It’s the end of Black History Month. English teachers will conclude their reading of To Kill a Mockingbird (1960), History teachers have finished their 4-week retelling of the Trans-Atlantic Slave Trade, and Hoteps are done reminding everyone that cheating on Coretta was justifiable given MLK’s time away from home during the Civil Rights Movement. But what about the other 337 days in the year? What do we do with our blackness then?
While I am always overjoyed to see the “Black Boy Joy” and “Black Girl Magic” Snapchat filters appear on February 1st, it makes me question why Black excellence is scarcely embraced beyond the bounds of the shortest month of the year. As the calendar dates condense our expansive and diasporic history into 29* short days of remembrance, Blackness is stolen and imitated by culture vultures every day yet ridiculed when the same elements of fashion, dance, music, language, and hair are embraced by Black people themselves.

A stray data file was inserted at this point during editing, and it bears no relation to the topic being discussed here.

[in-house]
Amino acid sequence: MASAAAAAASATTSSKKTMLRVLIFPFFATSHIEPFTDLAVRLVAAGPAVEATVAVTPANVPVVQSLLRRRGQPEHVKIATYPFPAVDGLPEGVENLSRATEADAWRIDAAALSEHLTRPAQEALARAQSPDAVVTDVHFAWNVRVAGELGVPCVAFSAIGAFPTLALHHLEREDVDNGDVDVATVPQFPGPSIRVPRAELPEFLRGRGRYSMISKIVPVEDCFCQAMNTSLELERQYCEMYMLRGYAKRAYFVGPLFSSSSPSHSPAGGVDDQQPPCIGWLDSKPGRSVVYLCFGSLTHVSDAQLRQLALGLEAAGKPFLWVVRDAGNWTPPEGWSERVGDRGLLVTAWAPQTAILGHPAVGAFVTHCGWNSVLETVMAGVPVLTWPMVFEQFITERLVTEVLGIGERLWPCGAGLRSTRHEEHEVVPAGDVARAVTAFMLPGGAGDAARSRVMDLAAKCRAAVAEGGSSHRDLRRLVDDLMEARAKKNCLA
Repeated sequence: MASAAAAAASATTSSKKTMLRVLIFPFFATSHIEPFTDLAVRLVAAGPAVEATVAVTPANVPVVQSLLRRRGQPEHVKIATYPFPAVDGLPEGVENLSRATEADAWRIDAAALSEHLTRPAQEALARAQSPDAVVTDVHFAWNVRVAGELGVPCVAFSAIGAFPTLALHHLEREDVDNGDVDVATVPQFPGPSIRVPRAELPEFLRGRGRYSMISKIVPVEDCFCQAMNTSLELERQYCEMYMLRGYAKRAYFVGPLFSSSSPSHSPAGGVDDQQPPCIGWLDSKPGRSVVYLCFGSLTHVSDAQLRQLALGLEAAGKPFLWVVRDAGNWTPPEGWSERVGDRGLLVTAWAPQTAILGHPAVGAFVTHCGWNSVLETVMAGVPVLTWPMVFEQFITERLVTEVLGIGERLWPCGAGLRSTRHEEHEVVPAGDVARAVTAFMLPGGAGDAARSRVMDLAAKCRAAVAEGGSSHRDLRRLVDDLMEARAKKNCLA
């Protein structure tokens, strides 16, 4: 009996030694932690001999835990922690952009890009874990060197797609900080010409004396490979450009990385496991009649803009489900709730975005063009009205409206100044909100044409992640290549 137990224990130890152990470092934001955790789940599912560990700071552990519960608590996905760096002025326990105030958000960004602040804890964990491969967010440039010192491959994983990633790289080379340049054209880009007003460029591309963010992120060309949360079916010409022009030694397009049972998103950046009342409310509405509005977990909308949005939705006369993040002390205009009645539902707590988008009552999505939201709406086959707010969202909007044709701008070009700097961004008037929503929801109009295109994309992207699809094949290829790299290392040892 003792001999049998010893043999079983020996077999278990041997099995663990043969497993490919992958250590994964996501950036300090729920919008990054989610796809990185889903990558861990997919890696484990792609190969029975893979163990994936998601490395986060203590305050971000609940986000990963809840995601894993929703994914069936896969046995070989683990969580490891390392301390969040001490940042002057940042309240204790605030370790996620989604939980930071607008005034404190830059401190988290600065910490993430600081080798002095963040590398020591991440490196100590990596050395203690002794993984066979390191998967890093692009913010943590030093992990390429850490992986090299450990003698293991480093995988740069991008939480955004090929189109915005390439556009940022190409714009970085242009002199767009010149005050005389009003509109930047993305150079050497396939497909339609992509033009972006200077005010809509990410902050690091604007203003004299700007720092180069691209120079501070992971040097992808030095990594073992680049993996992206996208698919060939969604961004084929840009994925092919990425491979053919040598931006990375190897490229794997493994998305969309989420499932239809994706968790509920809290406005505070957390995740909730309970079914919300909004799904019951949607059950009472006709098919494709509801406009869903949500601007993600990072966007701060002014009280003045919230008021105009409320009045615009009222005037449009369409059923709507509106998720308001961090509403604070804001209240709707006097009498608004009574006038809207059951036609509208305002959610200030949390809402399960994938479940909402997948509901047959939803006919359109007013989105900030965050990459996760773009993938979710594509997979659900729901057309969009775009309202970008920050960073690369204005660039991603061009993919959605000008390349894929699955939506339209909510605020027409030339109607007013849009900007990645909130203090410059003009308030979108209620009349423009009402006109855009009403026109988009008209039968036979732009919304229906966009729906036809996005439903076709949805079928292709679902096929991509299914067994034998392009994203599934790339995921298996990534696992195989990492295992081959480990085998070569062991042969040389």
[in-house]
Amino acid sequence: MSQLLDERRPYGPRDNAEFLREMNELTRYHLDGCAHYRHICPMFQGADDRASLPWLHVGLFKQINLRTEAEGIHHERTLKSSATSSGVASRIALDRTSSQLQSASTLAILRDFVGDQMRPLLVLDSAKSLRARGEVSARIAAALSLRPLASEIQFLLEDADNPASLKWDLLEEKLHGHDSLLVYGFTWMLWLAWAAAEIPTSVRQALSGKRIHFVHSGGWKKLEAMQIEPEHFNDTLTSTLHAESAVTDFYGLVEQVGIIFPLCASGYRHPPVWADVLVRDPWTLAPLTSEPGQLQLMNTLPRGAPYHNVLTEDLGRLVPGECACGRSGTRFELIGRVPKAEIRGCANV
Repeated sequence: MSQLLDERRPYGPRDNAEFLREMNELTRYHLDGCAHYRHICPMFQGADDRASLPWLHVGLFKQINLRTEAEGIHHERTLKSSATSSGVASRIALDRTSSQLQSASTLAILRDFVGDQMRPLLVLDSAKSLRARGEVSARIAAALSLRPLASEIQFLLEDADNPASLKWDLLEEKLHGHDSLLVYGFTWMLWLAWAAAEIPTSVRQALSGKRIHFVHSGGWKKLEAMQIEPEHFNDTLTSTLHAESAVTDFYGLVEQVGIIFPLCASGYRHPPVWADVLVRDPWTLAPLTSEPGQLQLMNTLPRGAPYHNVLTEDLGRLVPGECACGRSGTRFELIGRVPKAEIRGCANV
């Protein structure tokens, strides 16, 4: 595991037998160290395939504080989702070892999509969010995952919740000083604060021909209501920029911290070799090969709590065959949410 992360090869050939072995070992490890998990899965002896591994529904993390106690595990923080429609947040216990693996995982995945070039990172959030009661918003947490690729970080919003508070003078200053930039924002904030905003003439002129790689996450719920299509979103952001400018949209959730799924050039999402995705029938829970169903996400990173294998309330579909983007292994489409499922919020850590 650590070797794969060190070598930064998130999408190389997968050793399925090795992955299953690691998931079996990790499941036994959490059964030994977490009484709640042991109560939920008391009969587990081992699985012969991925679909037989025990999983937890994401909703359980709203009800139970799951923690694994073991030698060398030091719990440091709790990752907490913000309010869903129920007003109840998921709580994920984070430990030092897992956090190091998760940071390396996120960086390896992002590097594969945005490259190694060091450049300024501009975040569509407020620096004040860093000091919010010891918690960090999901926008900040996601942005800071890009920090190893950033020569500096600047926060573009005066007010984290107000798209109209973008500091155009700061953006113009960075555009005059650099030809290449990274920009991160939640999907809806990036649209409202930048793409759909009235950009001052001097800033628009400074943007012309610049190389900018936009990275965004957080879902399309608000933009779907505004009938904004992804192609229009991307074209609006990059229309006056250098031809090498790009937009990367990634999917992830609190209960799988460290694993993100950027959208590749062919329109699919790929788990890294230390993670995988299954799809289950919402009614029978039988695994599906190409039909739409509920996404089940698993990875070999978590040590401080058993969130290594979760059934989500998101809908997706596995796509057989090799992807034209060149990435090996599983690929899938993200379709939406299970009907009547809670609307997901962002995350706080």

To this, I say: I do not choose to be Black every day. I am not only Black during February and the history I learn should reflect that. Black is not a trend, an act, or an accent. You cannot act Black, because Blackness comes in so many different shapes, colors, sizes, ideologies, and identities. You can’t pretend to be Black, and any imitation will be a poor attempt at doing so.
To my Black people: I love you! Embrace your identity every day of the year, learn your history for yourself, seek the truth, and continue spreading Black love, joy, and happiness to everyone you encounter, because it’s always Black History Month when you’re Black.